Rusk, a Georgia native, to be his secretary of state. Williams, known for
his interest in civil rights, had supported Kennedy in 1960 after concluding
his own brief bid for the presidency.
As Kennedy and his brother Robert, the attorney general, discussed how to
hold the “solid” south in 1964 they realized the need to combine support of
self-determination in Africa with their domestic civil rights agenda.

In 1963 the Kennedys began providing covert financial support to the nascent
non-violent political movement in Portuguese Mozambique headed by Dr.
Eduardo C. Mondlane, a sociologist educated in the United States. Mozambique
shared a long common border with landlocked Rhodesia.

Had President Kennedy completed the term for which he had been elected, it
is likely the British government would have remained under continuing
American pressure for democratic change in Southern Rhodesia.

In 1961 the Zimbabwe African Peoples Union (ZAPU) in Southern Rhodesia
headed by Joshua Nkomo agreed to participate in a referendum on a new
constitution in which the black majority would have achieved enough power in
the Rhodesian Parliament to be able to block legislation not to its liking.
However, Nkomo failed to pursuade black Rhodesian voters to participate, and
they boycotted the referendum, a step that upset British Foreign Secretary
Alec Douglas-Home who had negotiated the arrangement with Nkomo.

In November 1963, Kennedy's foreign policy agenda also included his first
bilateral meeting with Britain's new prime minister, former foreign
secretary Douglas-Home. When Kennedy lived in London in the 1930s as the son
of the first American ambassador of Irish descent, Alec's brother William, a
budding playwright, reportedly was Kennedy's best friend.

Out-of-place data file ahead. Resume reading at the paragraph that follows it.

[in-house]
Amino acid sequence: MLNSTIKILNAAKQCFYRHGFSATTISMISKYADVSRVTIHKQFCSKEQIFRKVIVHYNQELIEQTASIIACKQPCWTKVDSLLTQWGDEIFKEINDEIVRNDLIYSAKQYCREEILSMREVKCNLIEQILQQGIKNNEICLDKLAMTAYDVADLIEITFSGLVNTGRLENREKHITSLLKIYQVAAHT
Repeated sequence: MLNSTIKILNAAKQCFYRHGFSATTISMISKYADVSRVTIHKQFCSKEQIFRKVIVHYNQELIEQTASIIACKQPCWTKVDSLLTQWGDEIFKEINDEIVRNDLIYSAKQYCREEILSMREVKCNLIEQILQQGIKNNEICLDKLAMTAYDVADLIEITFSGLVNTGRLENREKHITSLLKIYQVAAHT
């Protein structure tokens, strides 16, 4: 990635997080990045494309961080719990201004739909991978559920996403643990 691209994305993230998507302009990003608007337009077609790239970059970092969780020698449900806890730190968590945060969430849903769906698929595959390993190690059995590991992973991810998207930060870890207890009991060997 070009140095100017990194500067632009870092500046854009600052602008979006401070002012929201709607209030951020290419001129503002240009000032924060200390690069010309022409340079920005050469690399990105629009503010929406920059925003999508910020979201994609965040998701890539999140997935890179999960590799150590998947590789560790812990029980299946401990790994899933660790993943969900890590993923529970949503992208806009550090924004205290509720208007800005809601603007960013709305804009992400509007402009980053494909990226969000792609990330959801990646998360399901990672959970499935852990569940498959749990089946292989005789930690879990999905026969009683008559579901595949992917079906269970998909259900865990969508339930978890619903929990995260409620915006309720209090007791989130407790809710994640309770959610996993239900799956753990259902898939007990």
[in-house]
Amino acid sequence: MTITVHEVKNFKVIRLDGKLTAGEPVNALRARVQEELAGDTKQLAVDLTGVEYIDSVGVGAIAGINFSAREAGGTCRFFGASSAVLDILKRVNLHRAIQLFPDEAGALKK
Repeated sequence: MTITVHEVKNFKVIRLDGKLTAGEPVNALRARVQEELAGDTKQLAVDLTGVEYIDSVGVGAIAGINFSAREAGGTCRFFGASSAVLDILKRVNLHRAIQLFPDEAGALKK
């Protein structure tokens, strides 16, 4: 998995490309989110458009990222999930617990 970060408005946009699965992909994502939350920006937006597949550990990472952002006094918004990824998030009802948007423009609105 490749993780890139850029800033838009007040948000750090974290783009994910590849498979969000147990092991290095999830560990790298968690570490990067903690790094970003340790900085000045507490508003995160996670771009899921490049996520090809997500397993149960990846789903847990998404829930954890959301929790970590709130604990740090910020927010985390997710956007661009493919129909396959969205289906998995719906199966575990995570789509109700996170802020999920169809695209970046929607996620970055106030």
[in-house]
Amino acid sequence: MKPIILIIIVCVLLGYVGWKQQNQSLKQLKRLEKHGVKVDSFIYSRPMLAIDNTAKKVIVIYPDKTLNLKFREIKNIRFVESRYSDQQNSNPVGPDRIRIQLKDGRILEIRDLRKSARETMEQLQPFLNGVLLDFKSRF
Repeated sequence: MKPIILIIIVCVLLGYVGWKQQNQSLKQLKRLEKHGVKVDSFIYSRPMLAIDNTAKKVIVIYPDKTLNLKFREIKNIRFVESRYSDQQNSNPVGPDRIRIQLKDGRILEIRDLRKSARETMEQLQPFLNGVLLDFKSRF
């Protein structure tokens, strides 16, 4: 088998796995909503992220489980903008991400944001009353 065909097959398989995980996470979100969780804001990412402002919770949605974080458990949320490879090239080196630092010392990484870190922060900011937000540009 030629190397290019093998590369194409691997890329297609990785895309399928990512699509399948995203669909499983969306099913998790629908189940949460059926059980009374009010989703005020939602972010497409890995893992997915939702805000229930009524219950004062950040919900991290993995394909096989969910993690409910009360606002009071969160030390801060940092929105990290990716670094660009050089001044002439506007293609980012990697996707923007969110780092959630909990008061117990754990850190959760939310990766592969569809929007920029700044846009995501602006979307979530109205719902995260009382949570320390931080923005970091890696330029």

Britain had been decolonizing in West Africa since 1957 and in East Africa
since 1961. In fact, the other major Western European colonial powers,
except for Portugal, had also begun decolonizing in Africa. Southern Africa,
therefore, would have been an appropriate agenda item for Kennedy and

Paradigm Shift

On November 22, however, everything changed with John F. Kennedy’s
assassination. The accession of Lyndon Johnson, a southerner and former
Senate majority leader, to the presidency altered the trajectory of domestic
policy just enough to enable Congress to pass the long overdue civil rights

At the same time, however, the Kennedy assassination reversed the trajectory
of American foreign policy in many ways poorly understood to this day. In
addition to escalating American involvement in Southeast Asia Johnson
mindlessly muddled America's leadership in southern Africa.

Dean Rusk became a much more important influence on Johnson's foreign policy
than he had been on Kennedy’s. Three weeks after Kennedy's assassination
Rusk lunched with Prime Minister Douglas-Home in London. Rusk had been a
Rhodes scholar at Oxford in the early 1930s along with Hilgard Muller of
South Africa. Muller had become South Africa's foreign minister shortly
before Kennedy was murdered.

Rusk quietly worried that the State Department’s Mennen Williams and his
Africa bureau did not sufficiently understand South Africa's pigmentocracy.

Instead of America being a progressive influence on British policy in
southern Africa during the Johnson administration, Britain defined American
policy in southern Africa to the point that, for example, white
minority-ruled Southern Rhodesia unilaterally declared itself independent of
Britain in 1965, which would not have been supported under Kennedy.

Rather than putting down this white minority rebellion the new British
government headed by Harold Wilson chose to involve the United Nations
mechanism. In 1966 the UN Security Council imposed sanctions on Southern
Rhodesia as it posed a “threat to international peace,” thus invoking for
the first time the gravest provisions possible under the UN Charter.

Archibald “Archie” Roosevelt Jr., Theodore Roosevelt's grandson, the Central
Intelligence Agency’s (CIA) London station chief, returned to Washington as
the assistant director of the CIA for covert operations in Africa. That